6

Overall I think you should be okay with just making sure that the contact points on the oars are a bit padded, or at least, the contact point is not sharp. That way it shouldn't rub on the oar and degrade or scratch the finish. Rubber is a common way to keep oars in place without scratching the finish. You could consider using guitar hooks to keep them in ...


5

Winterizing a boat. The issues are 2 fold at a minimum. 1 freeze protection. 2 element protection. Freeze protection - two basic areas engine and water tanks. Water tanks hoses, and fixtures can be protected two ways, evacuation of all water or mixing the existing water with polypropylene glycol or vodka. ONLY. It is EPA FDA safe...anything else is ...


5

A quick google search turned up a reasonable answer. The following looks like good general set of rules, but it may vary depending on where you are, which you didn't say. Source for the following ... Sailboats under sail power only are always the stand-on vessels in crossing and meeting situations, so look out for them when you’re under power. ...


4

If you are bottom fishing with a bait that needs to stay on the bottom you want to anchor. If you drift while dragging the bait. You are likely to hook up to something on the bottom like rocks or weeds and your hook is going to get fouled from lighter weeds anyway. In this circumstance you want to anchor and let the bait be. Drifting is good for jigging the ...


3

As other have said, tides should not be surprising to locals, which makes sense as tide tables are not designed to be used by locals. They are intended for people a) to whom tides are important, that b) are not familiar with the local tides, and that c) intended to visit at some point in the future. Unless all three conditions apply, tide tables will be of ...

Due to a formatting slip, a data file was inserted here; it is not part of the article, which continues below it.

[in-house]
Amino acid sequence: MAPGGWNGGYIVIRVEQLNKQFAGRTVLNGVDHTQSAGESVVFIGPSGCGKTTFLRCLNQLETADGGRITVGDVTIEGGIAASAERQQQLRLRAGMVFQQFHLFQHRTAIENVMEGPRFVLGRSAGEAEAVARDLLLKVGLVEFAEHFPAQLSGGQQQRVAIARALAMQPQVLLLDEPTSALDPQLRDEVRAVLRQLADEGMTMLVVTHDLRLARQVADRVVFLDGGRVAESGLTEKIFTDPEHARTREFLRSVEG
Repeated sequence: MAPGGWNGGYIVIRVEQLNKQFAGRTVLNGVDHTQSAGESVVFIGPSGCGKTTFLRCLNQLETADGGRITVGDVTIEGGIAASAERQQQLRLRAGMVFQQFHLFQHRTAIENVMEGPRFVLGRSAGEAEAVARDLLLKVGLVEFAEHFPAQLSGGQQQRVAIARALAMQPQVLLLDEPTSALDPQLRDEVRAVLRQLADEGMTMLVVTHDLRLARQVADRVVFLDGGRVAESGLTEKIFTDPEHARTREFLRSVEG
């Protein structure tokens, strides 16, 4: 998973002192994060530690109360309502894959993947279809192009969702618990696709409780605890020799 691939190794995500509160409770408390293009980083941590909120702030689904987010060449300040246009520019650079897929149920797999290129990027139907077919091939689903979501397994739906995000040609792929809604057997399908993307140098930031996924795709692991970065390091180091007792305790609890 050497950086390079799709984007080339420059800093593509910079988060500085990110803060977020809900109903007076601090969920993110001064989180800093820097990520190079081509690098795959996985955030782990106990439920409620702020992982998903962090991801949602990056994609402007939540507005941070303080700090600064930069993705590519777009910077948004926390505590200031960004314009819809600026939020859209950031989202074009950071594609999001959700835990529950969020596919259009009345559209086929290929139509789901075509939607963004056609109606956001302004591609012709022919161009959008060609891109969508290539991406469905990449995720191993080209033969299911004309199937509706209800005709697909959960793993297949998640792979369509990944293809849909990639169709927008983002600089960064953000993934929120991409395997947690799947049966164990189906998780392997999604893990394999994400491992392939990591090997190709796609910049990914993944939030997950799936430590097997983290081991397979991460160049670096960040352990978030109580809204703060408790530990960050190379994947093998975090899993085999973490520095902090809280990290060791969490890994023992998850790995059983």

3

Sleeping in an inflatable boat could be very similar to sleeping on a water bed. Water beds have heaters for the water, or else it is rather cold. Check the temperature of the river before you decide on this. (Other answers already providing other forms of safety advise, but non mentioned temperature.)


3

On the Ohio in Newburgh Indiana small boats enter and pull the rope for the signal bell. You must tie off before the lock master will begin closing the lock. There is no fee for pleasure boats and you will wait for the larger traffic.


3

Interactions with other boaters This is probably the top thing that I would consider when anchoring. Key questions include: Am I allowed to anchor here? If I am using a single anchor, and the winds or currents change where will my boat swing? Are other boats using a single anchor or multiple? You should do the same thing, so that your craft moves ...


3

To supplement the points in Escoce's answer: NOTE: The following is salt-water-centric. It may or may not apply to fresh water. Anchor when: you are chunking or chumming - the fish will follow the scent trail to the source. Wind or currents would move the boat into an undesirable or dangerous position. Drift when: There is a hot area to fish over - ...


2

The short version is that whoever can most easily get out of the way, does. Others have answered with the legal, official rules, and if you are at all serious about boating, you need to learn these. But if you are out boating and need to figure out what to do quickly, this rule of thumb usually works. The other thing to remember is that if you are a ...


2

The manufacture's user manual will specify the SAFE number of occupants. If the actual number is not available the rule of overall maximum weight capacity / 200lbs yields the maximum number of people. Failing that information a cross comparison of an equivalent sized boat with the same layout/ features will be a good estimate. Canoes 2-3 max row boats 2-3. ...